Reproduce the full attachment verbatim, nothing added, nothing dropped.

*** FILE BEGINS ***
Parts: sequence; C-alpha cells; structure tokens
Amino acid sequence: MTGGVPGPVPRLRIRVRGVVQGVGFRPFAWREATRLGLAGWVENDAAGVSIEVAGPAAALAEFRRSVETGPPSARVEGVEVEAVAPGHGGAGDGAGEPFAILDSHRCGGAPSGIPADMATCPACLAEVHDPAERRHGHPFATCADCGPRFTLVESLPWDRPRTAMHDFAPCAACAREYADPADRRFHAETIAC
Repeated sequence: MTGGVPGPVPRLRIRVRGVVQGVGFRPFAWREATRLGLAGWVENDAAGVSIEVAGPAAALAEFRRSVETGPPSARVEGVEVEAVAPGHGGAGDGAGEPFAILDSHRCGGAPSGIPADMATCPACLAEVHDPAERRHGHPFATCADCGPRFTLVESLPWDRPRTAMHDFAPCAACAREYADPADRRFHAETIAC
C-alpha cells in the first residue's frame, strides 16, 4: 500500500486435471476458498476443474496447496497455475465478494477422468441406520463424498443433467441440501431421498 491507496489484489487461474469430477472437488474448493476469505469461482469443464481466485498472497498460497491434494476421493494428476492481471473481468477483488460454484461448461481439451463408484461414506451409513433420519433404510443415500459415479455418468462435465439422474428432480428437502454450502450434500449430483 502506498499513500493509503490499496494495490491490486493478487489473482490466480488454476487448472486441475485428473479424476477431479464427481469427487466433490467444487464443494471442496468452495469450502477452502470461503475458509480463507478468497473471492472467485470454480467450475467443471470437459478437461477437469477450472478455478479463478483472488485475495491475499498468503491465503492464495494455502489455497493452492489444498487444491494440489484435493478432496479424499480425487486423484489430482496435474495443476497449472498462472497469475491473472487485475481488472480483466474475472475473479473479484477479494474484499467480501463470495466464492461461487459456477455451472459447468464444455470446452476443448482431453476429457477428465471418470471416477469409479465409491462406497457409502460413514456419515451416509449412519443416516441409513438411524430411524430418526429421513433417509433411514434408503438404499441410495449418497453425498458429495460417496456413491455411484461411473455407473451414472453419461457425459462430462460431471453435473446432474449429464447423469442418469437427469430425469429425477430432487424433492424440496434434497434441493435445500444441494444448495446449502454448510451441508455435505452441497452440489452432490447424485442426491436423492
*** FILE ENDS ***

Parts: sequence; C-alpha cells; structure tokens
Amino acid sequence: MTGGVPGPVPRLRIRVRGVVQGVGFRPFAWREATRLGLAGWVENDAAGVSIEVAGPAAALAEFRRSVETGPPSARVEGVEVEAVAPGHGGAGDGAGEPFAILDSHRCGGAPSGIPADMATCPACLAEVHDPAERRHGHPFATCADCGPRFTLVESLPWDRPRTAMHDFAPCAACAREYADPADRRFHAETIAC
Repeated sequence: MTGGVPGPVPRLRIRVRGVVQGVGFRPFAWREATRLGLAGWVENDAAGVSIEVAGPAAALAEFRRSVETGPPSARVEGVEVEAVAPGHGGAGDGAGEPFAILDSHRCGGAPSGIPADMATCPACLAEVHDPAERRHGHPFATCADCGPRFTLVESLPWDRPRTAMHDFAPCAACAREYADPADRRFHAETIAC
C-alpha cells in the first residue's frame, strides 16, 4: 500500500486435471476458498476443474496447496497455475465478494477422468441406520463424498443433467441440501431421498 491507496489484489487461474469430477472437488474448493476469505469461482469443464481466485498472497498460497491434494476421493494428476492481471473481468477483488460454484461448461481439451463408484461414506451409513433420519433404510443415500459415479455418468462435465439422474428432480428437502454450502450434500449430483 502506498499513500493509503490499496494495490491490486493478487489473482490466480488454476487448472486441475485428473479424476477431479464427481469427487466433490467444487464443494471442496468452495469450502477452502470461503475458509480463507478468497473471492472467485470454480467450475467443471470437459478437461477437469477450472478455478479463478483472488485475495491475499498468503491465503492464495494455502489455497493452492489444498487444491494440489484435493478432496479424499480425487486423484489430482496435474495443476497449472498462472497469475491473472487485475481488472480483466474475472475473479473479484477479494474484499467480501463470495466464492461461487459456477455451472459447468464444455470446452476443448482431453476429457477428465471418470471416477469409479465409491462406497457409502460413514456419515451416509449412519443416516441409513438411524430411524430418526429421513433417509433411514434408503438404499441410495449418497453425498458429495460417496456413491455411484461411473455407473451414472453419461457425459462430462460431471453435473446432474449429464447423469442418469437427469430425469429425477430432487424433492424440496434434497434441493435445500444441494444448495446449502454448510451441508455435505452441497452440489452432490447424485442426491436423492